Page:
In our study, the Spearman’s correlation data revealed no correlation between CS and age. In older people, dizziness and balance problems are more prevalent due to the following three reasons: (1) age-related decline of function of sensory and motor organs, such as loss of hair cell in the labyrinth26 and decreased number and size of muscular fiber,27 (2) diseases that cause motor function to decline are more prevalent in the elderly, such as stroke and Parkinson disease, and (3) medications such as tricyclic antidepressant for treatment of neuropathic pain and α-blockers for benign prostate hyperplasia which cause dizziness and balance problems are frequently prescribed to older people. However, in our study, the CS and the age are not relevant statistically. That means although aged people are more prone to have balance problems, the degree of severity is not always age-related among dizzy population. One previous study concluded that the distance of sway on posturography increased significantly with advancing age,28 which is contradictory to the results of our study. One probable explanation lies in the difference of study population. Fujita’s study28 recruited subjects without specific neurological or metabolic disorders. In our study, on the contrary, most participants with dizziness had definite diagnosis of clinical pathology, which indicates that once patients have medical conditions causing balance problems, the degree of imbalance may be similar between the young and old aged groups.

In our study, the Spearman’s correlation data revealed no correlation between CS and the severity of dizziness evaluated by the VAS. The result is similar to a past study, which demonstrated no correlation between the Dizziness Handicap Inventory (DHI) and computerized dynamic posturography testing.29 The reason probably lies in the degree of subjective dizziness being more affected by one’s mood status and anxiety level. A past study demonstrated an increased subjective impairment and healthcare utilization in a group of dizziness patient with comorbid anxiety,30 and another study also discovered that dizziness patients with anxiety and depressive disorders showed the greatest emotional distress and handicaps.31 In our study, more patients completed VAS. It is probably due to the fact that VAS reflects the severity of dizziness in a direct way, and less time consuming. However, part of our participants (total 37 in number) completed the DHI questionnaire, and we did the Spearman’s correlation study between the CS and DHI scores from the data of the 37 patients, the correlation between them showed no statistical significance as would expected. (r=−0.082, p=0.63).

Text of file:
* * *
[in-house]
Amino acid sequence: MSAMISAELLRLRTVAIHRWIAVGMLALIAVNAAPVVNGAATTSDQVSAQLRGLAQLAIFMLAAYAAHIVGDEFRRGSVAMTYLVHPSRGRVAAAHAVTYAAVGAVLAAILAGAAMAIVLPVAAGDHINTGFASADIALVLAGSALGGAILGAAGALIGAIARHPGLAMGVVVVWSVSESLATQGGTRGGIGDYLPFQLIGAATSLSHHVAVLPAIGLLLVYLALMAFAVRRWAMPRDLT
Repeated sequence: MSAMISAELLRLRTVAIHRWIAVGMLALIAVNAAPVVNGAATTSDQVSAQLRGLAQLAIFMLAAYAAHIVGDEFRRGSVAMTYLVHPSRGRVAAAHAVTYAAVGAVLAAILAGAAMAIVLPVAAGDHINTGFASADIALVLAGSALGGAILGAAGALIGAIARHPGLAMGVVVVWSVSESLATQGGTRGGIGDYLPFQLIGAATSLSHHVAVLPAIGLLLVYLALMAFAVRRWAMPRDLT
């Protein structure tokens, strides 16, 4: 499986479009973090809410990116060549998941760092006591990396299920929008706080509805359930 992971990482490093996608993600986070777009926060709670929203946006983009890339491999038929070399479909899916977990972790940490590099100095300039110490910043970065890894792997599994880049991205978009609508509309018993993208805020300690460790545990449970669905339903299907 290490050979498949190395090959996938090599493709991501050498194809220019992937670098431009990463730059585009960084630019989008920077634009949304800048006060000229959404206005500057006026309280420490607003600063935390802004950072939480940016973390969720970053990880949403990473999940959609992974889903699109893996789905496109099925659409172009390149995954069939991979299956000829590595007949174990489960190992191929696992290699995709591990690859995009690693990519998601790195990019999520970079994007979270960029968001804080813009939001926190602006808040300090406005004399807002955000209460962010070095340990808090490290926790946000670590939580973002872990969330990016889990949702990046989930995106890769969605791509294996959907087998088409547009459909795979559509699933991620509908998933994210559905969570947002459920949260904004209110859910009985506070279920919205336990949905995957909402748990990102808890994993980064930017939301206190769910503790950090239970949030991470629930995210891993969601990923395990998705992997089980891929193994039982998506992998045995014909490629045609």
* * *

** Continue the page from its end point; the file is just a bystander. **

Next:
One of the limitations of our study lies in the small sample size, which consisted of 44 elderly and 16 young patients. The small number of young participants in our study may influence the result of the correlation between age and CS. Secondly, the medication prescribed to our participants were not recorded, which may also become a confounding factor of our study results. Medications that may affect patients’ balance function will be recorded in our future study for a more complete interpretation of our data. Finally, the study design is cross-sectional, and the power of the ability to predict falls by the CS is lessened due to lack of prospective data of falls. Future research may include participants’ fall history for a more realistic and meaningful data interpretation in clinical practice.

5. Conclusion